Chen Gong : biography
Chen Gong (died 198) was an advisor to the warlord Lü Bu during the late Han Dynasty period of Chinese history. However, he started his career under Cao Cao before defecting to Lü Bu and was executed when the latter was defeated by Cao.
In Luo Guanzhong’s historical novel Romance of the Three Kingdoms, Chen Gong was given a positive makeover. He was said to have given up his official post to follow Cao Cao, who was then on the run after an attempted assassination on Dong Zhuo, a tyrannical warlord holding the emperor hostage in the imperial court. However, he left Cao Cao when he thought the latter was not an upright man either.
A local of Dong Commandery (東郡; south of present-day Shen County, Shandong), Chen Gong’s year of birth is unclear. He joined Cao Cao around 190, at the time when warlords around the country formed a coalition against Dong Zhuo, a powerful warlord who held the emperor hostage. His most significant contribution while under service to Cao Cao was the taking over of Yan Province (兖州; covering present-day western Shandong) in 193 through diplomatic efforts, a strategic move which laid down the foundation for Cao Cao’s subsequent rise in power.
In 194, however, while Cao Cao was away leading a campaign against Tao Qian in Xu Province (徐州; covering present-day northern Jiangsu), Chen Gong defected to rival warlord Lü Bu along with his colleague, Zhang Miao. With the assistance of the two men, Lü Bu quickly took over most of Yan Province. Cao Cao hastily returned and laid siege on Lü Bu in Puyang (濮陽). After more than hundred days of stalemate, a famine breakout forced Lü Bu to give up his position and seek refuge under Liu Bei in Xiapi (下邳; present-day Pizhou, Jiangsu), capital of Xu Province.
In 196, Lü Bu turned on his host and took over Xiapi, proclaiming himself the regional governor and sending Liu Bei to the nearby county of Xiaopei (小沛).
In 198, Lü Bu launched an offensive against Liu Bei, who sought help from Cao Cao. Cao Cao personally led a force and laid siege on Xiapi. When Cao Cao’s army reached Pengcheng (彭城; present-day Xuzhou, Jiangsu), which lies east of Xiapi, Chen Gong advised Lü Bu to grasp the initiative to strike but Lü Bu, taking the words of his wife, decided to stay put. After initial attempts to break the siege failed, Lü Bu intended to surrender but was dissuaded by Chen Gong.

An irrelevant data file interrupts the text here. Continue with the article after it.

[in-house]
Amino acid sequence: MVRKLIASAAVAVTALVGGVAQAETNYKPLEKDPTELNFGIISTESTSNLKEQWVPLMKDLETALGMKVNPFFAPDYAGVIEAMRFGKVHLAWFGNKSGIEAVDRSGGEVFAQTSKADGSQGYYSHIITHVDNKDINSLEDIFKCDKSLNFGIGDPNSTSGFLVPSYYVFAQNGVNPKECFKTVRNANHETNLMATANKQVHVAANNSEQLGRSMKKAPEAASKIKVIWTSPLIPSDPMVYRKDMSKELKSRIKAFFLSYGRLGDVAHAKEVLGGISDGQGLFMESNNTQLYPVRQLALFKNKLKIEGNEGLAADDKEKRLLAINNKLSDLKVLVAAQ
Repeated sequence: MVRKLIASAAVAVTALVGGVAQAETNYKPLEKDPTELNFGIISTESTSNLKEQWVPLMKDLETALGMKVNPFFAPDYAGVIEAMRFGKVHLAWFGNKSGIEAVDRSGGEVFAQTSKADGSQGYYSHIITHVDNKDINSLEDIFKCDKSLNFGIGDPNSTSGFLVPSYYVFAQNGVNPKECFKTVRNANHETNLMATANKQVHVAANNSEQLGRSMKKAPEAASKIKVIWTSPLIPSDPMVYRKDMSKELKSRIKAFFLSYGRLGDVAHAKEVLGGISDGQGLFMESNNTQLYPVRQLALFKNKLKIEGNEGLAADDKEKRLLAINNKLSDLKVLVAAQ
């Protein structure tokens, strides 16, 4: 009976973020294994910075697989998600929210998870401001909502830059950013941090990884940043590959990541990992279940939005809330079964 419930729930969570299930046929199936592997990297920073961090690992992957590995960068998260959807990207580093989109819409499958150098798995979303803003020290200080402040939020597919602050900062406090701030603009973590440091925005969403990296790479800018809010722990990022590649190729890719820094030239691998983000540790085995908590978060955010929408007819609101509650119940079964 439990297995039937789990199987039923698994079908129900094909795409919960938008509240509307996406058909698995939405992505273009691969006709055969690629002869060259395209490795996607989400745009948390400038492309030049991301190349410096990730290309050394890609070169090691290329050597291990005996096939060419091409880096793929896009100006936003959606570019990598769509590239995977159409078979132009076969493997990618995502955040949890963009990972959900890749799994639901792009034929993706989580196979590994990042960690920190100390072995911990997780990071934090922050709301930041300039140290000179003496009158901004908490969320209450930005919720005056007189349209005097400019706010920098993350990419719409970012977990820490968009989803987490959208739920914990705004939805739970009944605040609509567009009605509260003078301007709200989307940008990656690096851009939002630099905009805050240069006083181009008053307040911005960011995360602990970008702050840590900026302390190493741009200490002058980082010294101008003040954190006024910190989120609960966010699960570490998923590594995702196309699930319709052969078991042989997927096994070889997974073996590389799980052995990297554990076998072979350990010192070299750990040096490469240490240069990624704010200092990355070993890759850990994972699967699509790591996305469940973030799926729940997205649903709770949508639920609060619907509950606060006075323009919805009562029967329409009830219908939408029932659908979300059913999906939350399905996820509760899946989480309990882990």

The siege dragged on for two months. In the third, Cao Cao diverted the Si River and Yi River (沂水) to flood the city. Within a month, Lü Bu’s subjects Hou Cheng, Song Xian and Wei Xu captured Chen Gong and defected with their troops. Lü Bu made a last stand on the city gate but was eventually overpowered and captured. When brought to Cao Cao, Chen Gong refused to return to his service and chose death so that the law could be upheld (Cao Cao maintained as a general rule that those who surrendered after being besieged were not pardoned). Cao Cao was moved and provided for Chen Gong’s family henceafter.
The heads of Lü Bu, Chen Gong, Gao Shun, and some of the other generals were sent to Xuchang where they were buried.
Romance of the Three Kingdoms, a classic novel by Luo Guanzhong, is a romanticization of the events that occurred before and during the Three Kingdoms era. In this dramatized version of history Chen Gong was credited with much undue moral righteousness and craftiness, perhaps to accentuate the unscrupulousness of Cao Cao and incompetence of Lü Bu.
Meeting and parting with Cao Cao
The first incident that illustrates the righteousness of Chen Gong comes in Chapter 4, where Cao Cao was fleeing from the capital Luoyang after a foiled assassination attempt on Dong Zhuo. At Zhongmu County (中牟縣), where Chen Gong was the magistrate, Cao Cao was captured. When Chen Gong interrogated the fugitive, he was so impressed with Cao Cao’s loyalty to the emperor that he decided to abandon his official post and join Cao Cao, who planned to return to his home in Chenliu (陳留; around present-day Kaifeng, Henan) to raise an army against Dong Zhuo.